Skip to main content
Medicine LibreTexts

5.3C: Gap Junctions

[ "article:topic", "showtoc:no" ]
  • Page ID
    7427
  • A gap junction is a specialized cell junction that directly connects the cytoplasm of two cells.

     

    LEARNING OBJECTIVE

     

    Describe the characteristics of gap junctions

     

    KEY TAKEAWAYS

    Key Points

     

    • Gap junctions allow various molecules and ions to pass freely between cells.
    • A gap junction channel is composed of two connexons, also known as hemichannels that line up across the intercellular space.
    • Most gap junction hemichannels are composed of a complex of six connexin proteins, each characterized by four transmembrane domains. Six connexin sub-units assemble to create one connexon, or hemichannel.
    • Channel composition influences the function of the gap junction.
    • Gap junctions allow for electrical communication between cells, and also allow the passage of small second messengers.
    • Gap junctions are expressed in virtually all tissues and cells, but most notably in cell types that are involved in direct electrical communication, such as neurons and cardiac muscle.

     

    Key Terms

     

    • cytoplasm: The contents of a cell except for the nucleus. It includes cytosol, organelles, vesicles, and the cytoskeleton.
    • connexin
    • connexon
    • nexus: An alternative name for a gap junction.

    Gap junctions are also called communicating junctions, macula communicans, or nexuses. These are connections that allow for the direct passage of molecules between two cells.

    Gap junctions consist of a number of transmembrane channels called pores that are found in a closely packed arrangement. The number of gap junctions shared between two cells can vary as well.

    Structure

    Each gap junction channel is made up of two half channels (hemichannels), one in each cell’s membrane. These half channels join together, bridge the extracellular space in the process, and form the entire channel that spans both cell membranes.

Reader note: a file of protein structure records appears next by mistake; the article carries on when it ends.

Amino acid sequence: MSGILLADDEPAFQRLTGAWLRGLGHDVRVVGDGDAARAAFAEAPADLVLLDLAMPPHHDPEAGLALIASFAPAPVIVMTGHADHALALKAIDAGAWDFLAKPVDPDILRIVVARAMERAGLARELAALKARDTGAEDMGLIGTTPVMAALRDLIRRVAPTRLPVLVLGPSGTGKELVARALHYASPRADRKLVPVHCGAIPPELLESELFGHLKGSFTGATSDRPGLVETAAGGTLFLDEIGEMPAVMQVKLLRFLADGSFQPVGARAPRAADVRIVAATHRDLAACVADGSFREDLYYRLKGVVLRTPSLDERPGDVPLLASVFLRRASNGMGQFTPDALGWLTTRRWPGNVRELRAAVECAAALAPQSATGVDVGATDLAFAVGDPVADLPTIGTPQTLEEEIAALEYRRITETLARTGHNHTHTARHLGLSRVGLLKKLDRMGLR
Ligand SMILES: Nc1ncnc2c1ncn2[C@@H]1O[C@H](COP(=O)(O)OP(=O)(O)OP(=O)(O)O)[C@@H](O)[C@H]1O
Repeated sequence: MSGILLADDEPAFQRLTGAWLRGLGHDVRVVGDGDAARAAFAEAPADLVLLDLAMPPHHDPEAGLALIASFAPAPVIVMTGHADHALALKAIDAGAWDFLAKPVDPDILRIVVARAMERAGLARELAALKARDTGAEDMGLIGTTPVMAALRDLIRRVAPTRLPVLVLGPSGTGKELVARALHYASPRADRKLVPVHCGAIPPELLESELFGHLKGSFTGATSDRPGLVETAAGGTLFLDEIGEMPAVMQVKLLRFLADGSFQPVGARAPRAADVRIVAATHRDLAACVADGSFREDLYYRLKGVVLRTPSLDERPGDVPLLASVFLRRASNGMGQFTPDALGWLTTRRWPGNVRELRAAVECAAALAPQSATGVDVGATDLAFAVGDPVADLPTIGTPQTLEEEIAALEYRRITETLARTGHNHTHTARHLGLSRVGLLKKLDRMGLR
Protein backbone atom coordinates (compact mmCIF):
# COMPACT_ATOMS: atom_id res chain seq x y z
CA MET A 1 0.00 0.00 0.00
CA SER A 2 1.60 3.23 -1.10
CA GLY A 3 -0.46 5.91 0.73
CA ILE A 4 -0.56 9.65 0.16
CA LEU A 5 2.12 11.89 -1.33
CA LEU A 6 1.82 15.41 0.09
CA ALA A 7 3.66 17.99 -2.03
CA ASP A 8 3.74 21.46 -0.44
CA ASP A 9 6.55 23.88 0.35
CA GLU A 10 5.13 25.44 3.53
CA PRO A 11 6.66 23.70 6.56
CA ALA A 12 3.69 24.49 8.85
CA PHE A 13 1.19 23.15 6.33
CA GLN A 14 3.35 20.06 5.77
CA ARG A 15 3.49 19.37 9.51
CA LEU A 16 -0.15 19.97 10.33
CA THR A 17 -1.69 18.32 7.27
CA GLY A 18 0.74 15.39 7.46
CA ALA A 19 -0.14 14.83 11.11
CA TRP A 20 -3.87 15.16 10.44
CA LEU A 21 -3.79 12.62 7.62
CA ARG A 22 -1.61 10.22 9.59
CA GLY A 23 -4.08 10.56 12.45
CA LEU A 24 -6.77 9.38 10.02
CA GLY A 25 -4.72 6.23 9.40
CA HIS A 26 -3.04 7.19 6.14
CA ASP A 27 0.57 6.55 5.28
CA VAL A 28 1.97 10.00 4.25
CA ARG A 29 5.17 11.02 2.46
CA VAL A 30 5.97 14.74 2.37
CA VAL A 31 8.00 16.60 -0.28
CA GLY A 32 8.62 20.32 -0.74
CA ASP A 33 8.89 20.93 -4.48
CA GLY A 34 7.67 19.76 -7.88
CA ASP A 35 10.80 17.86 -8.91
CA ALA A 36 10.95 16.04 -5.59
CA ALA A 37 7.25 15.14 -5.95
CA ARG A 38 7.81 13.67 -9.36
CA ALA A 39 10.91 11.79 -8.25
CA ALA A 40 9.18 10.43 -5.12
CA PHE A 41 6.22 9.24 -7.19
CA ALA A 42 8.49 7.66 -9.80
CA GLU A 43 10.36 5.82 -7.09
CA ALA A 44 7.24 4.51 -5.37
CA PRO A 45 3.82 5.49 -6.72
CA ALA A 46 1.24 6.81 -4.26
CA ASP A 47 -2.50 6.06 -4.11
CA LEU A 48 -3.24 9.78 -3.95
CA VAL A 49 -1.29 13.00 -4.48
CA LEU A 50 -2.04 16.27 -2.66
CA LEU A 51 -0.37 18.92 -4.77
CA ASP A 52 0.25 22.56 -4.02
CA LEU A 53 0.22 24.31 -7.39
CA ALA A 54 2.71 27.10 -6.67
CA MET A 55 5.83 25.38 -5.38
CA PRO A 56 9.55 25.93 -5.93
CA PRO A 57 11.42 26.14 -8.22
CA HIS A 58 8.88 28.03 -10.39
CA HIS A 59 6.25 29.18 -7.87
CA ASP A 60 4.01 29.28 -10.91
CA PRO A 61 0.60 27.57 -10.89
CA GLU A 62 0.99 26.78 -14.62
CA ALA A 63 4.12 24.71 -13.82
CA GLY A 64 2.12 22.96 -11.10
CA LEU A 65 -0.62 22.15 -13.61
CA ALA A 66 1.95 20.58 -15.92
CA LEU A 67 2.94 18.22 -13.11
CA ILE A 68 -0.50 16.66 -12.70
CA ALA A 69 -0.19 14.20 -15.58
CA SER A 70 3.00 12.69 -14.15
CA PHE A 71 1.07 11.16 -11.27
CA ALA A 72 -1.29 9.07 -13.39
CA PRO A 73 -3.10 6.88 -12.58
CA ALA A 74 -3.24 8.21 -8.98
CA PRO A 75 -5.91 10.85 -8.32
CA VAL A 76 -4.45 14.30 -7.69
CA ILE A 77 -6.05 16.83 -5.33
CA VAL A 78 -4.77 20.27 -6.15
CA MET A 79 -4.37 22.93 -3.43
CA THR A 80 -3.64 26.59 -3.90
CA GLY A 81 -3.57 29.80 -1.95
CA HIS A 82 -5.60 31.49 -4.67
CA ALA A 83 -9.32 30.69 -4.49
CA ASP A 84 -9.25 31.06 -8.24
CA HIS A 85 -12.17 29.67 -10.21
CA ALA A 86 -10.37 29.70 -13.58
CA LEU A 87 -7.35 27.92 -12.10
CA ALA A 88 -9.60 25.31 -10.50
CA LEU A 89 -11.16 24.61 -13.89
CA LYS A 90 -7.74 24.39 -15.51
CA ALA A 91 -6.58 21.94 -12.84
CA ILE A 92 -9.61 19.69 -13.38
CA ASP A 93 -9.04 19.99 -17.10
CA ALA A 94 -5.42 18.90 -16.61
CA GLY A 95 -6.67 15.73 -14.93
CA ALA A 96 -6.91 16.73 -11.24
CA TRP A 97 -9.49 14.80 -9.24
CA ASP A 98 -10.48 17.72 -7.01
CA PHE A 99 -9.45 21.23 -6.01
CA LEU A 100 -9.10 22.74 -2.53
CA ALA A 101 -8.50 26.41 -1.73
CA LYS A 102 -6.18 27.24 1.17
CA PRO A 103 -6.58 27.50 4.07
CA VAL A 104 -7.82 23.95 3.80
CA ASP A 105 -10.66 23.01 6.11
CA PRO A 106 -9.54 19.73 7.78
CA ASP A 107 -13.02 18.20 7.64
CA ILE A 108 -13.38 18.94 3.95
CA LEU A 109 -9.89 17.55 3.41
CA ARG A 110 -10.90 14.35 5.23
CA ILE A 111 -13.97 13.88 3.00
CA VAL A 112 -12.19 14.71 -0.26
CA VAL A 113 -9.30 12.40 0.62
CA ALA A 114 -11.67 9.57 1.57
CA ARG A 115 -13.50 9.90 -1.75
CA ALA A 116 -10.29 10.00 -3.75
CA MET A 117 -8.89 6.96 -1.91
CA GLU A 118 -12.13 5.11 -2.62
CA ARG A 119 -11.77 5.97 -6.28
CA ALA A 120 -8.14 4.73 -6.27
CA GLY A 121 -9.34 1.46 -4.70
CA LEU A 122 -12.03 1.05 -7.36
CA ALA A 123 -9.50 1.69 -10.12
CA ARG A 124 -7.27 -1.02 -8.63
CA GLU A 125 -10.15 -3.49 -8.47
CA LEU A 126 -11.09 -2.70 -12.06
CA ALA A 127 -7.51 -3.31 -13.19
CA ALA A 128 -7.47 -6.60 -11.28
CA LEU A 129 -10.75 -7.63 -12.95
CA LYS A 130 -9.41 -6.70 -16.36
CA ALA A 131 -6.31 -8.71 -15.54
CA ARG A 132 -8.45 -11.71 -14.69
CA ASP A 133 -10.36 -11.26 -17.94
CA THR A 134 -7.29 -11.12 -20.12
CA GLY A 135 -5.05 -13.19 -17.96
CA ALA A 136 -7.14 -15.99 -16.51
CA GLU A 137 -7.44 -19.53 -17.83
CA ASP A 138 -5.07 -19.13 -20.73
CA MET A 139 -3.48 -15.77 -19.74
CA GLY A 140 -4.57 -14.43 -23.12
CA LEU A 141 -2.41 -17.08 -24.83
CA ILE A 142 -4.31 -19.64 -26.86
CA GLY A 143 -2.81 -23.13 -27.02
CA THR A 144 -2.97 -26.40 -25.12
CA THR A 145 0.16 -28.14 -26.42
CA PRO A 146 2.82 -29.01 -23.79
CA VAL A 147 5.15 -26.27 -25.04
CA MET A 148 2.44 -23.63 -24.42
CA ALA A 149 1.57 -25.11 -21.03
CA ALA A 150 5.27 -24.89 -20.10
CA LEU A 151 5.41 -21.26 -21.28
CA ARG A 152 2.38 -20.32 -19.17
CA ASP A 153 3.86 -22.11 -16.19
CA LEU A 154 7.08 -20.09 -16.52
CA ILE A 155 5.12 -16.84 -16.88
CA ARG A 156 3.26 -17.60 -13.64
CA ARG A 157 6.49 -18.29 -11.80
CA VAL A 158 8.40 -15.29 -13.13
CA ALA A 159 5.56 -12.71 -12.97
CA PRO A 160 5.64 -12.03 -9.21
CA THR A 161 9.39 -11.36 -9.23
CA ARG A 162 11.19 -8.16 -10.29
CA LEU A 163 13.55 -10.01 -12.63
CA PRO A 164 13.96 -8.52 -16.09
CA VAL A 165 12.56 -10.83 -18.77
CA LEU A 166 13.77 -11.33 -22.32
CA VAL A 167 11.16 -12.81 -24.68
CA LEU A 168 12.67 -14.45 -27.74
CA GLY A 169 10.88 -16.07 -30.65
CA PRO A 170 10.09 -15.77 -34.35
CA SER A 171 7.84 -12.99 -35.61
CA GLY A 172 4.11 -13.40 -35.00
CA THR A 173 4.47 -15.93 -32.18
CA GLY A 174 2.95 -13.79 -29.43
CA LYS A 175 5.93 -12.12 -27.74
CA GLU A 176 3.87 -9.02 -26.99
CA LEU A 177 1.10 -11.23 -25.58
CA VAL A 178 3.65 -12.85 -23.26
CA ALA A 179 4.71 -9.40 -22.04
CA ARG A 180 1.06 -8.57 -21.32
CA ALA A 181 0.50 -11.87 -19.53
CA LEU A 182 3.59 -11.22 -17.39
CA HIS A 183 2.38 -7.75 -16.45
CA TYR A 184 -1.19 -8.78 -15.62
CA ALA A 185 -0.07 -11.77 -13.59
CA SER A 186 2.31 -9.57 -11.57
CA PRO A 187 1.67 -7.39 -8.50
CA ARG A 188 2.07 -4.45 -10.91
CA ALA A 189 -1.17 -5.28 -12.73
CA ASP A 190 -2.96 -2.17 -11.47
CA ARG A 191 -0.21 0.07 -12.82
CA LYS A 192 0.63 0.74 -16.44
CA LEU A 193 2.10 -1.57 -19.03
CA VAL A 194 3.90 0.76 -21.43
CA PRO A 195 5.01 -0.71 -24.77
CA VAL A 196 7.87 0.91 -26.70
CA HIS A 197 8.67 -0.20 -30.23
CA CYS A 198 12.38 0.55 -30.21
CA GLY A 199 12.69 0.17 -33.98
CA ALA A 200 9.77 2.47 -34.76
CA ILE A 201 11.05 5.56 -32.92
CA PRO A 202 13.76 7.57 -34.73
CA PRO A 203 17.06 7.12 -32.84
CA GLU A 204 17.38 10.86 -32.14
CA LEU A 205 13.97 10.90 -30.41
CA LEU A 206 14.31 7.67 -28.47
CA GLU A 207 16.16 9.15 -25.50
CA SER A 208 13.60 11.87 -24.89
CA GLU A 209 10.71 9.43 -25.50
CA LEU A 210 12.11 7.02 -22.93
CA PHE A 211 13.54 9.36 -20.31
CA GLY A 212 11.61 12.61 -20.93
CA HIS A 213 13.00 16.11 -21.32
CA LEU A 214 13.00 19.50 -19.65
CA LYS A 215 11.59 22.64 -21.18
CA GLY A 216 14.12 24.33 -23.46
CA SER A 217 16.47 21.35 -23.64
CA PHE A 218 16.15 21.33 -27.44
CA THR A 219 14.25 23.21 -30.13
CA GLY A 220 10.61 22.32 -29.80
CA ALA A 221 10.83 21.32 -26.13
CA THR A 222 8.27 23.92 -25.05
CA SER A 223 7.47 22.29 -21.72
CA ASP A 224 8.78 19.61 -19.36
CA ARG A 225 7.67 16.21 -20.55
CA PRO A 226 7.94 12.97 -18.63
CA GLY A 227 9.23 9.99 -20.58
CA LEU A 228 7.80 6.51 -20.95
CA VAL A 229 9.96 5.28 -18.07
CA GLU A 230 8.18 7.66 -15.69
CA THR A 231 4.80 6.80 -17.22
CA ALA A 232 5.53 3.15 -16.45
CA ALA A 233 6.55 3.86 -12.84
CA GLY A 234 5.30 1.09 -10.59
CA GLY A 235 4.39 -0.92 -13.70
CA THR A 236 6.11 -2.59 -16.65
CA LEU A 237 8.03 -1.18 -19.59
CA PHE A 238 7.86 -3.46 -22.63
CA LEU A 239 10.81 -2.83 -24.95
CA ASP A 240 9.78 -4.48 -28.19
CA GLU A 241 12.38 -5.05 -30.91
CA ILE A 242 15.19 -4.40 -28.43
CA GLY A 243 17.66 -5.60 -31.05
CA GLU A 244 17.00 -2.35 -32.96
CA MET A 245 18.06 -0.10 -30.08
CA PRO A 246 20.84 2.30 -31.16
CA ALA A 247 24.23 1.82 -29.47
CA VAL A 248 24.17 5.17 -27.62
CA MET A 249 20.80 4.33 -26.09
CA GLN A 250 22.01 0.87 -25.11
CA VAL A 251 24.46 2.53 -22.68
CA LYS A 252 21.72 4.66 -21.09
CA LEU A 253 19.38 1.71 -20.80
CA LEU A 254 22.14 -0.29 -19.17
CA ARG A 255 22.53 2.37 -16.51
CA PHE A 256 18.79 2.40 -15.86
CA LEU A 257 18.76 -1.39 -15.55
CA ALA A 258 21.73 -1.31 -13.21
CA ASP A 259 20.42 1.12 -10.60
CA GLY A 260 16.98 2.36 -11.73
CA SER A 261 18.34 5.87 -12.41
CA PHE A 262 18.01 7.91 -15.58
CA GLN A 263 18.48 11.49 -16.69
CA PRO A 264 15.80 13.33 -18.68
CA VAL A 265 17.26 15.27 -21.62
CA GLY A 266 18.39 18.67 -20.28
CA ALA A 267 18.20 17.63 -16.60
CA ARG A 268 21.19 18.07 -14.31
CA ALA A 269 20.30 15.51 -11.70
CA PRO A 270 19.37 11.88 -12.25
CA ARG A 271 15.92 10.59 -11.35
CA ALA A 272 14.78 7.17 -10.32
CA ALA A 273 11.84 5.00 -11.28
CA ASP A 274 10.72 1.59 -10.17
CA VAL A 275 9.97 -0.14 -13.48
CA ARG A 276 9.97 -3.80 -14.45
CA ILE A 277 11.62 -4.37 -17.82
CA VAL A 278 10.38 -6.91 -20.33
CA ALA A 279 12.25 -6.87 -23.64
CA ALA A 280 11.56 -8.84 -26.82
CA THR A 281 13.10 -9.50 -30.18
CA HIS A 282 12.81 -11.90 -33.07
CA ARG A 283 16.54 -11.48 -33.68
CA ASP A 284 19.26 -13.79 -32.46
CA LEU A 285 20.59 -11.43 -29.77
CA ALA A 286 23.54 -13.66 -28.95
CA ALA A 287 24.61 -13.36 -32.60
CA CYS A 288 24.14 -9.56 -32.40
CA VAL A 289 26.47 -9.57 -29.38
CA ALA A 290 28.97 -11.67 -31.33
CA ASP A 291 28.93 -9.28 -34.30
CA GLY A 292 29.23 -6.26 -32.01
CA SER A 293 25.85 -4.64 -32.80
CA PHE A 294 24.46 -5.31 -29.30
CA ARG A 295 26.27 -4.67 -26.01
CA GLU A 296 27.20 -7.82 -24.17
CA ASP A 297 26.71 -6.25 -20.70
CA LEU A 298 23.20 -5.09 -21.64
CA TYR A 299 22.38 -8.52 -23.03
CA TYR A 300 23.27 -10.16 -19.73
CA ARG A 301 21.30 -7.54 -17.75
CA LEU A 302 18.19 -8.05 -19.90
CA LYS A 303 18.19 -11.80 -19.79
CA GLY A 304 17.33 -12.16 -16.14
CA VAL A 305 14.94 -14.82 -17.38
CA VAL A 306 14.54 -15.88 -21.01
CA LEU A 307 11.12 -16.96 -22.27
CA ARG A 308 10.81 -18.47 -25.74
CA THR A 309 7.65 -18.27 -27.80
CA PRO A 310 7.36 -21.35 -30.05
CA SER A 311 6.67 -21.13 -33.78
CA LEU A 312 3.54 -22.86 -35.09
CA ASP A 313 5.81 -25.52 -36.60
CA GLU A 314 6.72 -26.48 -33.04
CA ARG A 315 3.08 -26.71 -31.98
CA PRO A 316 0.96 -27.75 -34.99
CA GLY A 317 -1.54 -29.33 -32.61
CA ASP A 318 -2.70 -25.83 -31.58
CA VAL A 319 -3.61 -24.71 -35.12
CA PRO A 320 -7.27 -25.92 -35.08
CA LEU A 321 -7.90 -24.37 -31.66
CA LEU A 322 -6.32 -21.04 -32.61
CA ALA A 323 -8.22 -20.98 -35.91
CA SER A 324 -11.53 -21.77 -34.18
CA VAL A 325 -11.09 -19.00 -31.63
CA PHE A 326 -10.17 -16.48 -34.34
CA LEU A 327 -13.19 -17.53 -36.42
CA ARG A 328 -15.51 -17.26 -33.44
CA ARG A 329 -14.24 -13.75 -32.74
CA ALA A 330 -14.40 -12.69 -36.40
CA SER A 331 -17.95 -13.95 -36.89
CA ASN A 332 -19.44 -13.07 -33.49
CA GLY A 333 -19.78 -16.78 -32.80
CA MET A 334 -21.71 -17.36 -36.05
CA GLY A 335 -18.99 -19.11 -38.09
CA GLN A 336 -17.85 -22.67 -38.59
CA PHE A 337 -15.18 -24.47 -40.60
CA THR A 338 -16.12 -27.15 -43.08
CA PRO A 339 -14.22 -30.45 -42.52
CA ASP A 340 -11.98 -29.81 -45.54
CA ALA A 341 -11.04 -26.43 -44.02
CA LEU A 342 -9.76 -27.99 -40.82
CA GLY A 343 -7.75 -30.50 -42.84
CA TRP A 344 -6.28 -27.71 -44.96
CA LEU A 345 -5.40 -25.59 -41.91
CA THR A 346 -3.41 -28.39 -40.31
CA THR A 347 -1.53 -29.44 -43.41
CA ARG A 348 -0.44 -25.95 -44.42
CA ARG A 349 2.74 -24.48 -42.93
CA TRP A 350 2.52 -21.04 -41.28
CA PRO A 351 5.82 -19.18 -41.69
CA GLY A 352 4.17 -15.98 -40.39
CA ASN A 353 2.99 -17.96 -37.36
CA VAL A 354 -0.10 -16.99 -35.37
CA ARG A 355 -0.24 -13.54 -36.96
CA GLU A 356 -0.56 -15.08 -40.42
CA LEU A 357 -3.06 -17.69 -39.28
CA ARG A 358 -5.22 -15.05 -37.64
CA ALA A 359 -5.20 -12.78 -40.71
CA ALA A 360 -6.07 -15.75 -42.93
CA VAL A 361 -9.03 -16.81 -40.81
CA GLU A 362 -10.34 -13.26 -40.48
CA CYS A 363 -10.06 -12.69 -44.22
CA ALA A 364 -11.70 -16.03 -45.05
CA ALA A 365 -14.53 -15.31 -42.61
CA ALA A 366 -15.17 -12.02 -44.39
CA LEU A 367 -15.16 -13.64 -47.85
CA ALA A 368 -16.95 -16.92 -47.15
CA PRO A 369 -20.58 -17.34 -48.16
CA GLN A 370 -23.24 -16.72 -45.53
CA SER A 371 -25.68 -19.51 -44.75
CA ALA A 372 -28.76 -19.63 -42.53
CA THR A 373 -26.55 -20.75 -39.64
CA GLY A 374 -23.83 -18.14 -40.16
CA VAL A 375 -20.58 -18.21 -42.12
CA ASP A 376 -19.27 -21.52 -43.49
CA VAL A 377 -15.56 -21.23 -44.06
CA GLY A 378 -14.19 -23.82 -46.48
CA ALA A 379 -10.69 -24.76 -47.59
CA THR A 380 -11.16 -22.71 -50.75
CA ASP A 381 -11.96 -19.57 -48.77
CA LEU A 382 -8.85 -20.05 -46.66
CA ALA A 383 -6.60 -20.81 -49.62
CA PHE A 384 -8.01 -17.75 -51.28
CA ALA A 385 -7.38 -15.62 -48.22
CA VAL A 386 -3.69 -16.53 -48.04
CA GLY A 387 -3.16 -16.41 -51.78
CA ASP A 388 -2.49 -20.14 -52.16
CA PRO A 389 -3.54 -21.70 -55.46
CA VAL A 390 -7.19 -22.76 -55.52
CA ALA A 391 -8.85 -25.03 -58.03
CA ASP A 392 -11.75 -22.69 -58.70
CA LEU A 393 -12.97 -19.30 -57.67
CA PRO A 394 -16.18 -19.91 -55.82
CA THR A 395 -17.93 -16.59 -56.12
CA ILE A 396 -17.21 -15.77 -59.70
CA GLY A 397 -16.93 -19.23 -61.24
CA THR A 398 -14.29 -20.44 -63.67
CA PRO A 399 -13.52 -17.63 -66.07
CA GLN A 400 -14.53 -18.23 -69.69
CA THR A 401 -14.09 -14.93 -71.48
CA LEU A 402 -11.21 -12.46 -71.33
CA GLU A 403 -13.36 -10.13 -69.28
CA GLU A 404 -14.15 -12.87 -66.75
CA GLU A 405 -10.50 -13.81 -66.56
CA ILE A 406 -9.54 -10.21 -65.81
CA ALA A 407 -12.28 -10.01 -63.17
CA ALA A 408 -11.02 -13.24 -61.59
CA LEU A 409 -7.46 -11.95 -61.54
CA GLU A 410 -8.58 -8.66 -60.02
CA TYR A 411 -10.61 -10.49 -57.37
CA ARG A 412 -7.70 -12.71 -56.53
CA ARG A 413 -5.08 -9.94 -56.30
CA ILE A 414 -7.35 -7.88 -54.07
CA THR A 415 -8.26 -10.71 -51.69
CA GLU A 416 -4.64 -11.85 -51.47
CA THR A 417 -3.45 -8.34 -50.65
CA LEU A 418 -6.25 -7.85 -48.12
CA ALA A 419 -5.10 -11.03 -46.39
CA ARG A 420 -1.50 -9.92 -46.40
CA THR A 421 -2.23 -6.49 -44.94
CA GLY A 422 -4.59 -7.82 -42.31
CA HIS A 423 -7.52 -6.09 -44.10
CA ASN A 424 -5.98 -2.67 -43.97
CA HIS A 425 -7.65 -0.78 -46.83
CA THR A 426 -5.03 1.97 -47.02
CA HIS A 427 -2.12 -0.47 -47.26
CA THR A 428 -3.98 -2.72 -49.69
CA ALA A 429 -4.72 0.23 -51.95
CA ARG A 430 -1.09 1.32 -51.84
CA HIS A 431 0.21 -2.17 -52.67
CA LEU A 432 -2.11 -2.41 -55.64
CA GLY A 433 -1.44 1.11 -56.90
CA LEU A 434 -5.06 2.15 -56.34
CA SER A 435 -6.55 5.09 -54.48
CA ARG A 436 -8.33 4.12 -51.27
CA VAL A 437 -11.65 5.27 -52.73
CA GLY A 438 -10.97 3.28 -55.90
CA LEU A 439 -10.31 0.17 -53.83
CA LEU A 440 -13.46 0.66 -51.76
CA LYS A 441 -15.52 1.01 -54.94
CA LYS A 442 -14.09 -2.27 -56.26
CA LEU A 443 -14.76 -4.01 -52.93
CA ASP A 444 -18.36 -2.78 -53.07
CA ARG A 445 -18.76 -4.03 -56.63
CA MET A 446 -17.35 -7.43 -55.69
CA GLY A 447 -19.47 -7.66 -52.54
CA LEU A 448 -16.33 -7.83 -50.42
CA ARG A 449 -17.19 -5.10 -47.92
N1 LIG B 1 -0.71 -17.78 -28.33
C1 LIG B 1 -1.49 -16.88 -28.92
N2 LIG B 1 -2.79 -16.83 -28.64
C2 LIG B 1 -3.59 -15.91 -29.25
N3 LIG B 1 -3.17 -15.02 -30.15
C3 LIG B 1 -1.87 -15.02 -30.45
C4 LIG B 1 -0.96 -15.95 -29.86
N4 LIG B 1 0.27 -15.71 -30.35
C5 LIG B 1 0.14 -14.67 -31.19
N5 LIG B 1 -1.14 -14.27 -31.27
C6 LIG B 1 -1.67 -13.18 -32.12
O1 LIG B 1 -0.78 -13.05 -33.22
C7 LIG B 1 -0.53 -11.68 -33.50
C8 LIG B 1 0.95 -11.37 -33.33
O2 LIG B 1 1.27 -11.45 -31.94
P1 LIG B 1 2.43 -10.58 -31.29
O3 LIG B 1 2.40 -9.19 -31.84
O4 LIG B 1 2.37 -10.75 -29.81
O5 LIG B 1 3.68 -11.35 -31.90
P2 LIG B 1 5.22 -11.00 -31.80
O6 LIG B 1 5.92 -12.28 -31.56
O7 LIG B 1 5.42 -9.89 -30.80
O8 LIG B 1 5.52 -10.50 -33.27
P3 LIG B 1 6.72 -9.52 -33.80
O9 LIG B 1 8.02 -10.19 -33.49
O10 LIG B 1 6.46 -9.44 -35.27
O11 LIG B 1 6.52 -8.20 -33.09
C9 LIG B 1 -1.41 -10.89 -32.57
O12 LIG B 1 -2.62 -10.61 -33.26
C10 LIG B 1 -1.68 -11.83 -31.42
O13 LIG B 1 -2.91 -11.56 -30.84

Each of these half channels is called a connexon. Each connexon is made up of six symmetrical integral membrane protein units called connexins. This means each channel is made up of 12 circularly arranged protein units.

    Function

    This is a detailed, closeup photo of an intercalated disk in a heart muscle contains gap junctions. Intercalated disks consist of three different types of cell–cell junctions: actin filaments anchoring adherens junctions, intermediate filaments anchoring desmosomes, and gap junctions. Gap junctions are responsible for electrochemical and metabolic coupling.

     

    Intercalated disk in heart muscle contains gap junctions:Intercalated disks consist of three different types of cell–cell junctions: actin filaments anchoring adherens junctions, intermediate filaments anchoring desmosomes, and gap junctions. Gap junctions are responsible for electrochemical and metabolic coupling

    The molecules that may cross this channel include the likes of ions, regulatory proteins, and metabolites (products of metabolism).  Examples of this includes calcium ions and cAMP (cyclic adenosine monophosphate).

    Depending on the type of gap junction in question, molecules can pass evenly in both directions, or asymmetrically, so in some gap junctions the molecules will move in one direction faster than in the other direction.

    The channels in a gap junction aren’t always open. They fluctuate between being open and closed. The ability of the channel to open or close is made possible in part to calcium ions, which induce a reversible conformational change in the connexin molecules, which leads to the closure of a channel at its extracellular surface. The cytoplasmic end of each connexon can also be closed, if necessary.

    Location

    Gap junctions are found in many places throughout the body. This includes epithelia, which are the coverings of body surfaces, as well as nerves, cardiac (heart) muscle, and smooth muscle (such as that of the intestines).

    Their primary role is to coordinate the activity of adjacent cells. For instance, when heart cells need to beat in unison, gap junctions allow for the transmission of electrical signals between the cells.

    This is a drawing of the major molecular components of the gap junction. The hydrophilic channel, connexon, and connexin monomer gap junctions are depicted as tubes connecting two plasma membranes. The tubes have a camera-shutter type of aperture on each end that open and close.

     

    Gap junction: The major molecular components of the gap junction.

     

    LICENSES AND ATTRIBUTIONS

     

    CC LICENSED CONTENT, SHARED PREVIOUSLY